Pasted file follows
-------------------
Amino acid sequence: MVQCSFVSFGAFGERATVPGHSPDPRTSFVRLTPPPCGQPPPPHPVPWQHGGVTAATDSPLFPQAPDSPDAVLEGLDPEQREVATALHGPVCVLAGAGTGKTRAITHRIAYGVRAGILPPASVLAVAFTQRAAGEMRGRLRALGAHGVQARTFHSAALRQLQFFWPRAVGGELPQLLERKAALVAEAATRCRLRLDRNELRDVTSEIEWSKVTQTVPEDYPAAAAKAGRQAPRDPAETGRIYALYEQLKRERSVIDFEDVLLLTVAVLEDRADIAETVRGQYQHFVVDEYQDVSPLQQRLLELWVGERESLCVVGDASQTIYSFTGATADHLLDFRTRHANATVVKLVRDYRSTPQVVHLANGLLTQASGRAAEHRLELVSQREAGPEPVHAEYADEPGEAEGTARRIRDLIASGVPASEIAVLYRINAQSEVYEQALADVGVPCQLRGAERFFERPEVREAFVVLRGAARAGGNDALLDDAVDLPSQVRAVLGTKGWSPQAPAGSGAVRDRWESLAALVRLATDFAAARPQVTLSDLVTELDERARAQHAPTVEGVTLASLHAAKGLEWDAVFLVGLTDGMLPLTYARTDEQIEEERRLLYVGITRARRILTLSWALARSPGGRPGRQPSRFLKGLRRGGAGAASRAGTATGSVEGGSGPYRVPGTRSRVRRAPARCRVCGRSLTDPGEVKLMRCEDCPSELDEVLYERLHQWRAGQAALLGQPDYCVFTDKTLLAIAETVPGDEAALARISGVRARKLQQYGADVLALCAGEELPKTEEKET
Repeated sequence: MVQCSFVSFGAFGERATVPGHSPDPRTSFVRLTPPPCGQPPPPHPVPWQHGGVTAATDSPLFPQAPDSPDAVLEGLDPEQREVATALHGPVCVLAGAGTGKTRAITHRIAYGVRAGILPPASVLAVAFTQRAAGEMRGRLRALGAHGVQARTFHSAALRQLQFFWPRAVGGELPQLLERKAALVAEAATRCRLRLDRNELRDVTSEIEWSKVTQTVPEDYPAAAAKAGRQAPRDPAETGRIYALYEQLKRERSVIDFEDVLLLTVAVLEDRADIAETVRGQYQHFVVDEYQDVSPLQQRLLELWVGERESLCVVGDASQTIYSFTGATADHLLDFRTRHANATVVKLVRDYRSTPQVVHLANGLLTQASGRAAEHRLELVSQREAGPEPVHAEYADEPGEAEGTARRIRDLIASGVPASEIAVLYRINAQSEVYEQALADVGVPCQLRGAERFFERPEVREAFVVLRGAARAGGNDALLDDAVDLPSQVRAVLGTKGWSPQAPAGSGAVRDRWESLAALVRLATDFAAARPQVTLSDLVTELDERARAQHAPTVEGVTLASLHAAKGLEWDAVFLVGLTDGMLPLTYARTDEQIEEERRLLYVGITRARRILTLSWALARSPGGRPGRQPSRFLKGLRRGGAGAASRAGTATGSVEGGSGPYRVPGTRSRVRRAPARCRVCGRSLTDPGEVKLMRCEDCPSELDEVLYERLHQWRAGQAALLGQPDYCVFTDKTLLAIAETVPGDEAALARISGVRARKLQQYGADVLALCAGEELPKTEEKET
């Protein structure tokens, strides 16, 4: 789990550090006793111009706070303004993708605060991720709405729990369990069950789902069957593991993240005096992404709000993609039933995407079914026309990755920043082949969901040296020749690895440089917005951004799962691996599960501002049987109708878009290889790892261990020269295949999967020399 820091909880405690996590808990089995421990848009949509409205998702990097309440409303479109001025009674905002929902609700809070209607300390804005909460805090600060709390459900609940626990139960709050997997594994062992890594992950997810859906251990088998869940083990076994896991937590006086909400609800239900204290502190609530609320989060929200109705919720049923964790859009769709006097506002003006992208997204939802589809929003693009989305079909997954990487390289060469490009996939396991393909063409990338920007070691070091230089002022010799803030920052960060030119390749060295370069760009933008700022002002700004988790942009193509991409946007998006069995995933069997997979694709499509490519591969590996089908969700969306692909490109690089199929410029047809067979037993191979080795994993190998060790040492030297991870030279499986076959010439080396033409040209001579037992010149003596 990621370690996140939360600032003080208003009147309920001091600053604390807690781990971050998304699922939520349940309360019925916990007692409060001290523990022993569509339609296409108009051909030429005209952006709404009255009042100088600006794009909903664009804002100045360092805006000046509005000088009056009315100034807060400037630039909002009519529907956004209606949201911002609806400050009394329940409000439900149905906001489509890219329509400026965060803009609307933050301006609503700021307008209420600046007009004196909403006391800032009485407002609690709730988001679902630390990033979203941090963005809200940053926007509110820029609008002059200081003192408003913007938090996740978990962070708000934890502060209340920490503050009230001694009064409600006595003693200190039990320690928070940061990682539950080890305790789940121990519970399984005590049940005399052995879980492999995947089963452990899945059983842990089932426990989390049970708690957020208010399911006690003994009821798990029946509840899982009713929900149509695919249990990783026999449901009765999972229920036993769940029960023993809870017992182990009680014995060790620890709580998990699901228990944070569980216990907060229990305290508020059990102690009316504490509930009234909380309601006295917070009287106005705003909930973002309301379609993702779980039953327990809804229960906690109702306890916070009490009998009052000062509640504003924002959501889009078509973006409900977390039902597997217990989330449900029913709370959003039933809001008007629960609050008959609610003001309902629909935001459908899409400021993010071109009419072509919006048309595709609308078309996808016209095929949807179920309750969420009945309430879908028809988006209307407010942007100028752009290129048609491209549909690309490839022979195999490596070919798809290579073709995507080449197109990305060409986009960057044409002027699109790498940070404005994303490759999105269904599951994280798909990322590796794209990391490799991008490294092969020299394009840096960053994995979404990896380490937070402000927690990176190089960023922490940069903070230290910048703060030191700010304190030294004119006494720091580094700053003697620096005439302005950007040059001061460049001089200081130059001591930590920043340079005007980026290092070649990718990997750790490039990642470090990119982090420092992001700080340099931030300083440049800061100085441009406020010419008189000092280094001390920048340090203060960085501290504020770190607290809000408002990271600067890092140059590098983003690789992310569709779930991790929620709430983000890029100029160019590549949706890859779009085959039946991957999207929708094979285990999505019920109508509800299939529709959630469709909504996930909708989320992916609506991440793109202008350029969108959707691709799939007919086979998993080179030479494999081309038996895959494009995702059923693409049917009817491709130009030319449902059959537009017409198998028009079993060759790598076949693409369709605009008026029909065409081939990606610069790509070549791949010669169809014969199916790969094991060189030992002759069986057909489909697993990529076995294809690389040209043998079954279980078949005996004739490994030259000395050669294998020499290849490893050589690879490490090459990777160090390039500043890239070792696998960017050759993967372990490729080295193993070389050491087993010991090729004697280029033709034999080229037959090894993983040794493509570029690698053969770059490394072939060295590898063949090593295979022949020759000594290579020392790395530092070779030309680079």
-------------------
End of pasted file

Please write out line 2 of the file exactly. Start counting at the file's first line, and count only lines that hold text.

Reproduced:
Repeated sequence: MVQCSFVSFGAFGERATVPGHSPDPRTSFVRLTPPPCGQPPPPHPVPWQHGGVTAATDSPLFPQAPDSPDAVLEGLDPEQREVATALHGPVCVLAGAGTGKTRAITHRIAYGVRAGILPPASVLAVAFTQRAAGEMRGRLRALGAHGVQARTFHSAALRQLQFFWPRAVGGELPQLLERKAALVAEAATRCRLRLDRNELRDVTSEIEWSKVTQTVPEDYPAAAAKAGRQAPRDPAETGRIYALYEQLKRERSVIDFEDVLLLTVAVLEDRADIAETVRGQYQHFVVDEYQDVSPLQQRLLELWVGERESLCVVGDASQTIYSFTGATADHLLDFRTRHANATVVKLVRDYRSTPQVVHLANGLLTQASGRAAEHRLELVSQREAGPEPVHAEYADEPGEAEGTARRIRDLIASGVPASEIAVLYRINAQSEVYEQALADVGVPCQLRGAERFFERPEVREAFVVLRGAARAGGNDALLDDAVDLPSQVRAVLGTKGWSPQAPAGSGAVRDRWESLAALVRLATDFAAARPQVTLSDLVTELDERARAQHAPTVEGVTLASLHAAKGLEWDAVFLVGLTDGMLPLTYARTDEQIEEERRLLYVGITRARRILTLSWALARSPGGRPGRQPSRFLKGLRRGGAGAASRAGTATGSVEGGSGPYRVPGTRSRVRRAPARCRVCGRSLTDPGEVKLMRCEDCPSELDEVLYERLHQWRAGQAALLGQPDYCVFTDKTLLAIAETVPGDEAALARISGVRARKLQQYGADVLALCAGEELPKTEEKET